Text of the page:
Montana takes endemic strategy, outside ballot finds overcrowding, UM enrollment holds regular | Briefs

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Poll: Montanans find crowded outside

An annual University of Montana survey found a sharp increase in respondents who felt that outdoor recreation areas were overcrowded.

Of those surveyed — all of whom were Montana residents — 56% agreed that the state is becoming increasingly crowded with tourists. The number marks an all-time high for those who think the state has been too busy since the survey began 30 years ago.

The UM Institute for Tourism and Recreation Research conducts the survey between October and December each year. A large majority of Montanans agreed that tourism is important to the state, especially in tourist-heavy areas like Yellowstone and Glacier National Parks.

However, those same areas had a worrying outlook for future expansion, with less than 40% agreeing the quality of life would improve as tourism increased.

Residents also had the opportunity to share their opinions in a free response area. The poll found many were more concerned about new residents who had moved to the state during the COVID-19 pandemic

Enrollment continues after the fall surge

After the first surge in enrollment at the University of Montana in a decade, UM’s student enrollment showed strong retention as of spring 2022, holding a total of approximately 9,800 students, according to Kaimin census figures.

There are hardly any changes compared to autumn 2021. Spring 2022 currently reports nearly 400 more students than Spring 2021, but that number doesn’t account for students who didn’t pay their enrollment bills, resulting in a lower number, said Dave Kuntz, director of strategic communications at UM.

Previous censuses included students who had not paid their bill by the 15th day of class, which Kuntz said increased enrollment numbers slightly and led to a revision of the census when some students dropped out.

While 9,805 students were officially enrolled, Kuntz says 10,067 were enrolled as of March 14. There was a slight increase for undergraduate and law school while there was a decrease for graduate students. Missoula College reported a 24% increase over the previous year.

UM previously fired students during a 10-year enrollment decline, resulting in a decline of nearly 40% in the university’s student population. UM’s highest enrollment was 15,669 in 2011. For a full report on enrollment visit the Montana Kaimin website.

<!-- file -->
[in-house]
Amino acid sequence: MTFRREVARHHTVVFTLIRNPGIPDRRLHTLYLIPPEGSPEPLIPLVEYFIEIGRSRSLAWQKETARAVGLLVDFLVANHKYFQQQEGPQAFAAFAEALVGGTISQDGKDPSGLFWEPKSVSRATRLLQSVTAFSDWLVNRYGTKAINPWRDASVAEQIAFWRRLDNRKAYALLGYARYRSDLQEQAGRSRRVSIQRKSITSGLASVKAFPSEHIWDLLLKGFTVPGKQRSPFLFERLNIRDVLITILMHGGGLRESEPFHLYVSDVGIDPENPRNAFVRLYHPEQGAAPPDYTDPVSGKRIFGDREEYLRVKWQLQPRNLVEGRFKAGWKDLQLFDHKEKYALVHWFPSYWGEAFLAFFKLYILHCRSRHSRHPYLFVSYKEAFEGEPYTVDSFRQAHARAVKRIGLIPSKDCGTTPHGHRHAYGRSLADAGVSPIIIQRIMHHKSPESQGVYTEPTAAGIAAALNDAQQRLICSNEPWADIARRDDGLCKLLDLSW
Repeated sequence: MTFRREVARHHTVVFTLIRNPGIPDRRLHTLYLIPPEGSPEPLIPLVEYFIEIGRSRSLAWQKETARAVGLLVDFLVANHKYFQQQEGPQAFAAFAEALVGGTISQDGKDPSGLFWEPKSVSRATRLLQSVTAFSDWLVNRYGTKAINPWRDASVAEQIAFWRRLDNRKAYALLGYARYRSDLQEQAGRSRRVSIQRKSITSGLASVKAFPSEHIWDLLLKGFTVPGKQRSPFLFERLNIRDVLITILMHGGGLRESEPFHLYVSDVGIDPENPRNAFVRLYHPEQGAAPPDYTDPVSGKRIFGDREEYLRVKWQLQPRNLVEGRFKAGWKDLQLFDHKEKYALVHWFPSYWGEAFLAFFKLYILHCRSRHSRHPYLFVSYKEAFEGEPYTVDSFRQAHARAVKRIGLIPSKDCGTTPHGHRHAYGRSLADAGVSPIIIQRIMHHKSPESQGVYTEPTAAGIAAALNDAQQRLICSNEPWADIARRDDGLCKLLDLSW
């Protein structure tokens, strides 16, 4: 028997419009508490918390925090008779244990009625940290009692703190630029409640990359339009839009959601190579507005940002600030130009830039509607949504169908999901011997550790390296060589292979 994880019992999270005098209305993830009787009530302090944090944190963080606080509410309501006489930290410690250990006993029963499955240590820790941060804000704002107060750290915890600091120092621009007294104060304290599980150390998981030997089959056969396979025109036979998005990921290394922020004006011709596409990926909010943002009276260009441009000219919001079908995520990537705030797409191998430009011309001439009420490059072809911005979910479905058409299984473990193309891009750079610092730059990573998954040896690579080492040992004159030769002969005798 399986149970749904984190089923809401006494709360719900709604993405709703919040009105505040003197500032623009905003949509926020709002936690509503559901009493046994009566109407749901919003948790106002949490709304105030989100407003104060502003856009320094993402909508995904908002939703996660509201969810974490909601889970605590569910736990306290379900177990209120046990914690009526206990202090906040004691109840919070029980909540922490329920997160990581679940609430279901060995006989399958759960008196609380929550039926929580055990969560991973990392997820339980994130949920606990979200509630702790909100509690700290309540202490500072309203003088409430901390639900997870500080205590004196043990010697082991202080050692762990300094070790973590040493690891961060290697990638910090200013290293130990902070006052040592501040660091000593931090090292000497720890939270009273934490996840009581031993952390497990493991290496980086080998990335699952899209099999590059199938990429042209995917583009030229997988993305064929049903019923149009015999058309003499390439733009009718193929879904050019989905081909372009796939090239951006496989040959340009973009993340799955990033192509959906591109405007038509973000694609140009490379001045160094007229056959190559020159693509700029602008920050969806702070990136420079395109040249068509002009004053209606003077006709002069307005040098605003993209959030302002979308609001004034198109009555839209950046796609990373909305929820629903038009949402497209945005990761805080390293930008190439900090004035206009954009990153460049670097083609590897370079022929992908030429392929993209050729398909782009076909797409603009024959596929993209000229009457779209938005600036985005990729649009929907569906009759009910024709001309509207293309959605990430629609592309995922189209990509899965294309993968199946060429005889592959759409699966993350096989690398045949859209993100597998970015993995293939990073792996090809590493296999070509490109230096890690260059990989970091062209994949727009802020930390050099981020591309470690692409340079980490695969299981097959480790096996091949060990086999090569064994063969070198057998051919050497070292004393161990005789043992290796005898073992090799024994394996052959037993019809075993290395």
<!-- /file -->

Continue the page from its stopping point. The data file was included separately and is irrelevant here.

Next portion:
Montana is taking an endemic COVID-19 approach

With the number of cases at its lowest level in months, Gov. Greg Gianforte told reporters the state is shifting its public health response to an “endemic approach.”

Gianforte told Lee Newspapers in an interview last week that the state health department will begin reducing case counts to weekly updates and lower testing capacities. This comes as the average number of new cases nationwide fell below 100 people for the first time since July 2021.

The Missoula City-County Health Department reported zero new UM-associated COVID-19 cases this past weekend. There were three UM-active cases on Monday. There are a total of 148 active cases across the county.

As of Monday, no COVID-19 deaths had been reported in the county in March.

City announce Higgins redesign options

A multi-year project to redevelop the Higgins Street corridor revealed a few options to upgrade the heavily trafficked area, most focusing on options for cyclists and bus routes.

The plan targeting the area between Broadway and Brooks streets, is part of a larger effort by the City of Missoula to make commuting areas more bike-friendly, as more than 6% of Missoula residents use bicycles as their primary mode of transportation.

While Missoula has been named as one of the top 10 cities in the US for bicycling, according to city data, bicycles are involved in one-fifth of all major accidents within city limits.

The new road would replace the four-lane road with options like elevated bike lanes, separate bike lanes or a center bus lane, which plan officials say could ease traffic with fewer dual-use lanes.

Other concept plans include the rebuilding of Brooks Street with a bus lane in the center of the median and more designated bike lanes along the city’s quieter streets. The City of Missoula hopes to get public comment on the alternatives at meetings on March 31 at noon and 6 p.m.

The master plan will be completed later this spring and will be presented to the Missoula City Council in the summer of 2022.